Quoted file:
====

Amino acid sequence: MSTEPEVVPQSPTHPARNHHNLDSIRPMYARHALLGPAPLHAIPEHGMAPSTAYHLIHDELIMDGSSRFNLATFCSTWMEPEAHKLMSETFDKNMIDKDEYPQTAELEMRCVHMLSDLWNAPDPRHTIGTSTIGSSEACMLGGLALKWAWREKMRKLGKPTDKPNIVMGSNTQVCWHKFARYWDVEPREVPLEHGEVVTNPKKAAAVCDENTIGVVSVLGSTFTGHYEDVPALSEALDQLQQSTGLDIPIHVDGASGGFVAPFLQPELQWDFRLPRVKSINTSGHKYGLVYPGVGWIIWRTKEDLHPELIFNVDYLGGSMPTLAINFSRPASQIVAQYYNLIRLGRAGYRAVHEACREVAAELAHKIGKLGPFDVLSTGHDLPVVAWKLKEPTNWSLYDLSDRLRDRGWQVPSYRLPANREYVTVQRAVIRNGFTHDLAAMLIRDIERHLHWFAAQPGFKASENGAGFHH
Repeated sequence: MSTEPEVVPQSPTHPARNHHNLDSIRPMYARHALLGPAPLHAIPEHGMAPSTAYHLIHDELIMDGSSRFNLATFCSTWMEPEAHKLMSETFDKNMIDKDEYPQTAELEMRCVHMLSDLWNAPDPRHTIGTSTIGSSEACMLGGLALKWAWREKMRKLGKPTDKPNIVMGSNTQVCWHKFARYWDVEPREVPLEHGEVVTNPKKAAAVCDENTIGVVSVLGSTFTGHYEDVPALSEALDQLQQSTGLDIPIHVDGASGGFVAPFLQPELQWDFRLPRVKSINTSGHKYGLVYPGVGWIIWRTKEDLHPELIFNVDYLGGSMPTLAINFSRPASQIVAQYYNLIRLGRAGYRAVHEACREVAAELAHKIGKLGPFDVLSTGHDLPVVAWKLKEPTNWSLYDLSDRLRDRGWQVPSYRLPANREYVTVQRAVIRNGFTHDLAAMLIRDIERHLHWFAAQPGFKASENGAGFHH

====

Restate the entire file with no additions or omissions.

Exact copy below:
Amino acid sequence: MSTEPEVVPQSPTHPARNHHNLDSIRPMYARHALLGPAPLHAIPEHGMAPSTAYHLIHDELIMDGSSRFNLATFCSTWMEPEAHKLMSETFDKNMIDKDEYPQTAELEMRCVHMLSDLWNAPDPRHTIGTSTIGSSEACMLGGLALKWAWREKMRKLGKPTDKPNIVMGSNTQVCWHKFARYWDVEPREVPLEHGEVVTNPKKAAAVCDENTIGVVSVLGSTFTGHYEDVPALSEALDQLQQSTGLDIPIHVDGASGGFVAPFLQPELQWDFRLPRVKSINTSGHKYGLVYPGVGWIIWRTKEDLHPELIFNVDYLGGSMPTLAINFSRPASQIVAQYYNLIRLGRAGYRAVHEACREVAAELAHKIGKLGPFDVLSTGHDLPVVAWKLKEPTNWSLYDLSDRLRDRGWQVPSYRLPANREYVTVQRAVIRNGFTHDLAAMLIRDIERHLHWFAAQPGFKASENGAGFHH
Repeated sequence: MSTEPEVVPQSPTHPARNHHNLDSIRPMYARHALLGPAPLHAIPEHGMAPSTAYHLIHDELIMDGSSRFNLATFCSTWMEPEAHKLMSETFDKNMIDKDEYPQTAELEMRCVHMLSDLWNAPDPRHTIGTSTIGSSEACMLGGLALKWAWREKMRKLGKPTDKPNIVMGSNTQVCWHKFARYWDVEPREVPLEHGEVVTNPKKAAAVCDENTIGVVSVLGSTFTGHYEDVPALSEALDQLQQSTGLDIPIHVDGASGGFVAPFLQPELQWDFRLPRVKSINTSGHKYGLVYPGVGWIIWRTKEDLHPELIFNVDYLGGSMPTLAINFSRPASQIVAQYYNLIRLGRAGYRAVHEACREVAAELAHKIGKLGPFDVLSTGHDLPVVAWKLKEPTNWSLYDLSDRLRDRGWQVPSYRLPANREYVTVQRAVIRNGFTHDLAAMLIRDIERHLHWFAAQPGFKASENGAGFHH